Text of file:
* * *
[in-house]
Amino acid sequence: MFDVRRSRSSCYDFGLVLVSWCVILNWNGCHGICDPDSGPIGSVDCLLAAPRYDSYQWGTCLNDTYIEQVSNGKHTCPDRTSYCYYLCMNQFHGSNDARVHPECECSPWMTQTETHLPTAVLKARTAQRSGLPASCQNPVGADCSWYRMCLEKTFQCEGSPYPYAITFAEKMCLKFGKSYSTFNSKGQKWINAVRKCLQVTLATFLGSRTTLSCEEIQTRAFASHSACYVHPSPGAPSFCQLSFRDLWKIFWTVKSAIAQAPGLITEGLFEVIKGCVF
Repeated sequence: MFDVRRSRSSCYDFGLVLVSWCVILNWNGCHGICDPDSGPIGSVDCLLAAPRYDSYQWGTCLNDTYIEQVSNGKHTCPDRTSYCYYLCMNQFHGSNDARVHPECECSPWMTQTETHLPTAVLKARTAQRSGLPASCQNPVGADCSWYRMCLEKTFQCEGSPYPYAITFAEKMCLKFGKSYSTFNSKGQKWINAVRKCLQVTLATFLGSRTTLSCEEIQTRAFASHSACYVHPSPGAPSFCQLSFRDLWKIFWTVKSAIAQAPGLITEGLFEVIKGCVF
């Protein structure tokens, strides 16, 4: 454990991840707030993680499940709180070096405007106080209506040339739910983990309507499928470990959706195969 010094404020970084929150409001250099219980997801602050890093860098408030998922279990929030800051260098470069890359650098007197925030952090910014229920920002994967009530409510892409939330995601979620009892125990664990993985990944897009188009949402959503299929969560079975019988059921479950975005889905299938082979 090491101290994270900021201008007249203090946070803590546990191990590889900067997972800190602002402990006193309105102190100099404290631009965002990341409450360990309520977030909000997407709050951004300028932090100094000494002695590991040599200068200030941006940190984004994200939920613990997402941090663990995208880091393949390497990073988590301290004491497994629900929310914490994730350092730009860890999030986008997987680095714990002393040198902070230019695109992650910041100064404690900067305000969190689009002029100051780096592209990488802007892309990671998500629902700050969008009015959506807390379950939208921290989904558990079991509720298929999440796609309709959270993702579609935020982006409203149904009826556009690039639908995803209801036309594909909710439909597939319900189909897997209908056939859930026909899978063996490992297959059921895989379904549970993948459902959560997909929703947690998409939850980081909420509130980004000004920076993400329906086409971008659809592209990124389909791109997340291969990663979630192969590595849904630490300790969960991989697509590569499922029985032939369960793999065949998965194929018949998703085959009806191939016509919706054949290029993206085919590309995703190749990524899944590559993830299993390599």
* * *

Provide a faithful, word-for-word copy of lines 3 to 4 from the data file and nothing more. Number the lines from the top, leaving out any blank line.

Repeated sequence: MFDVRRSRSSCYDFGLVLVSWCVILNWNGCHGICDPDSGPIGSVDCLLAAPRYDSYQWGTCLNDTYIEQVSNGKHTCPDRTSYCYYLCMNQFHGSNDARVHPECECSPWMTQTETHLPTAVLKARTAQRSGLPASCQNPVGADCSWYRMCLEKTFQCEGSPYPYAITFAEKMCLKFGKSYSTFNSKGQKWINAVRKCLQVTLATFLGSRTTLSCEEIQTRAFASHSACYVHPSPGAPSFCQLSFRDLWKIFWTVKSAIAQAPGLITEGLFEVIKGCVF
């Protein structure tokens, strides 16, 4: 454990991840707030993680499940709180070096405007106080209506040339739910983990309507499928470990959706195969 010094404020970084929150409001250099219980997801602050890093860098408030998922279990929030800051260098470069890359650098007197925030952090910014229920920002994967009530409510892409939330995601979620009892125990664990993985990944897009188009949402959503299929969560079975019988059921479950975005889905299938082979 090491101290994270900021201008007249203090946070803590546990191990590889900067997972800190602002402990006193309105102190100099404290631009965002990341409450360990309520977030909000997407709050951004300028932090100094000494002695590991040599200068200030941006940190984004994200939920613990997402941090663990995208880091393949390497990073988590301290004491497994629900929310914490994730350092730009860890999030986008997987680095714990002393040198902070230019695109992650910041100064404690900067305000969190689009002029100051780096592209990488802007892309990671998500629902700050969008009015959506807390379950939208921290989904558990079991509720298929999440796609309709959270993702579609935020982006409203149904009826556009690039639908995803209801036309594909909710439909597939319900189909897997209908056939859930026909899978063996490992297959059921895989379904549970993948459902959560997909929703947690998409939850980081909420509130980004000004920076993400329906086409971008659809592209990124389909791109997340291969990663979630192969590595849904630490300790969960991989697509590569499922029985032939369960793999065949998965194929018949998703085959009806191939016509919706054949290029993206085919590309995703190749990524899944590559993830299993390599």